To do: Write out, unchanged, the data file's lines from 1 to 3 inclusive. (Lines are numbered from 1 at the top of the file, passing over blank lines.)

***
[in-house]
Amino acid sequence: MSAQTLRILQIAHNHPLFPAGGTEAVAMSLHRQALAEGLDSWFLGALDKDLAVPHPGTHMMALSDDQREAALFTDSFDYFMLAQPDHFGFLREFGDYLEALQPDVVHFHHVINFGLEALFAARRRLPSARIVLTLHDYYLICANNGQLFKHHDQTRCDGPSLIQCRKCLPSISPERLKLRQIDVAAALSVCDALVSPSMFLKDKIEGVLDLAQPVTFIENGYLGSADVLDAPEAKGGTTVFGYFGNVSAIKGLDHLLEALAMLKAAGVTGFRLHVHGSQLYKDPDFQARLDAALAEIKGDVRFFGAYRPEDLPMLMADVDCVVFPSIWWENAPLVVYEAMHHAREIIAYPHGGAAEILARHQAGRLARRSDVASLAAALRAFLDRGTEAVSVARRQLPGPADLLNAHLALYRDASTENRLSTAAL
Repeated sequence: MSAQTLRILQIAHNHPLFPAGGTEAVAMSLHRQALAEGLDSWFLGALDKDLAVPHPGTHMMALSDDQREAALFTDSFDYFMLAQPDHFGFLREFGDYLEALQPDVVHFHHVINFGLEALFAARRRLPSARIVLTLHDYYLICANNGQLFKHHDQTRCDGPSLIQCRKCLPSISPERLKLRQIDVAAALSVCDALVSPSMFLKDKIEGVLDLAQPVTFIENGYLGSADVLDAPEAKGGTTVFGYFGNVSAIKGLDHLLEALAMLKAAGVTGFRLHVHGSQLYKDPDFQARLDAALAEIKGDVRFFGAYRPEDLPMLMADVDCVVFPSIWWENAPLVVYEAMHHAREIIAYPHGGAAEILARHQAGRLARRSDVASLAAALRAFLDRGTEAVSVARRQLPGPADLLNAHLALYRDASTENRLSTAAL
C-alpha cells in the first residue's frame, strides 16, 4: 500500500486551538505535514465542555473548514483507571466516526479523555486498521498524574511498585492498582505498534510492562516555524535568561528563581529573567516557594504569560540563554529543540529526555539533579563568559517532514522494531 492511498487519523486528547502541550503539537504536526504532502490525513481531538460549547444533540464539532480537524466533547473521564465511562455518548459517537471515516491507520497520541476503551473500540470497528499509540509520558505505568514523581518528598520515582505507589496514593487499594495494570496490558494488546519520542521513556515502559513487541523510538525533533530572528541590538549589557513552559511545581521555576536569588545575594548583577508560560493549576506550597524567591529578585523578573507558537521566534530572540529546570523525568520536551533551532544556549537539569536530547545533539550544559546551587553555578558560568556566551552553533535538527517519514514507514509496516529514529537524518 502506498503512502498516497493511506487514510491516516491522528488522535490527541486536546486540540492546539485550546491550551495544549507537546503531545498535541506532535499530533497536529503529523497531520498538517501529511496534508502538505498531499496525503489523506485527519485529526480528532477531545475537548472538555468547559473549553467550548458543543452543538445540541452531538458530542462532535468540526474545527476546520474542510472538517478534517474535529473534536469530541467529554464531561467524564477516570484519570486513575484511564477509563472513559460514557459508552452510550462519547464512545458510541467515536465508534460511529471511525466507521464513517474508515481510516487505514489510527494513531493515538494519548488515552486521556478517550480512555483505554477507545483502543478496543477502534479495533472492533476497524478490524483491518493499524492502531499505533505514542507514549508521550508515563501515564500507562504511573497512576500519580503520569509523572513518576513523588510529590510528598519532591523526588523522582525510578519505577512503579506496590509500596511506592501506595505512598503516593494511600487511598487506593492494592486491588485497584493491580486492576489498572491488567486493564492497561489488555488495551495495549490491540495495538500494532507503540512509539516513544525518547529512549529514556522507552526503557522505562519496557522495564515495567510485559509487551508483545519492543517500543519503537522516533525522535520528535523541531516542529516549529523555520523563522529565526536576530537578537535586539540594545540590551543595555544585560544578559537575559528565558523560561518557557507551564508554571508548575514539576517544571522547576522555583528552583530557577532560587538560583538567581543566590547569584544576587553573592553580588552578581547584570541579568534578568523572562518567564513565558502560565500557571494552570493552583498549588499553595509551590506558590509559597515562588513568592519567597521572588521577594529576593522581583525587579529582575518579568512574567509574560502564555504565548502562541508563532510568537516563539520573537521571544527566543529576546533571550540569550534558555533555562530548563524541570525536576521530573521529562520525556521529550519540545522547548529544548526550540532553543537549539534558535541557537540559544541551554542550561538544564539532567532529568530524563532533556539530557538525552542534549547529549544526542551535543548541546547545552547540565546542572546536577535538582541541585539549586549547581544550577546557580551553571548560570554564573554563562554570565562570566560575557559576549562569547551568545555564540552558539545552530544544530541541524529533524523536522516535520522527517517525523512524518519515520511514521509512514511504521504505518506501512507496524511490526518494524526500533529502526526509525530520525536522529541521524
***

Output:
[in-house]
Amino acid sequence: MSAQTLRILQIAHNHPLFPAGGTEAVAMSLHRQALAEGLDSWFLGALDKDLAVPHPGTHMMALSDDQREAALFTDSFDYFMLAQPDHFGFLREFGDYLEALQPDVVHFHHVINFGLEALFAARRRLPSARIVLTLHDYYLICANNGQLFKHHDQTRCDGPSLIQCRKCLPSISPERLKLRQIDVAAALSVCDALVSPSMFLKDKIEGVLDLAQPVTFIENGYLGSADVLDAPEAKGGTTVFGYFGNVSAIKGLDHLLEALAMLKAAGVTGFRLHVHGSQLYKDPDFQARLDAALAEIKGDVRFFGAYRPEDLPMLMADVDCVVFPSIWWENAPLVVYEAMHHAREIIAYPHGGAAEILARHQAGRLARRSDVASLAAALRAFLDRGTEAVSVARRQLPGPADLLNAHLALYRDASTENRLSTAAL
Repeated sequence: MSAQTLRILQIAHNHPLFPAGGTEAVAMSLHRQALAEGLDSWFLGALDKDLAVPHPGTHMMALSDDQREAALFTDSFDYFMLAQPDHFGFLREFGDYLEALQPDVVHFHHVINFGLEALFAARRRLPSARIVLTLHDYYLICANNGQLFKHHDQTRCDGPSLIQCRKCLPSISPERLKLRQIDVAAALSVCDALVSPSMFLKDKIEGVLDLAQPVTFIENGYLGSADVLDAPEAKGGTTVFGYFGNVSAIKGLDHLLEALAMLKAAGVTGFRLHVHGSQLYKDPDFQARLDAALAEIKGDVRFFGAYRPEDLPMLMADVDCVVFPSIWWENAPLVVYEAMHHAREIIAYPHGGAAEILARHQAGRLARRSDVASLAAALRAFLDRGTEAVSVARRQLPGPADLLNAHLALYRDASTENRLSTAAL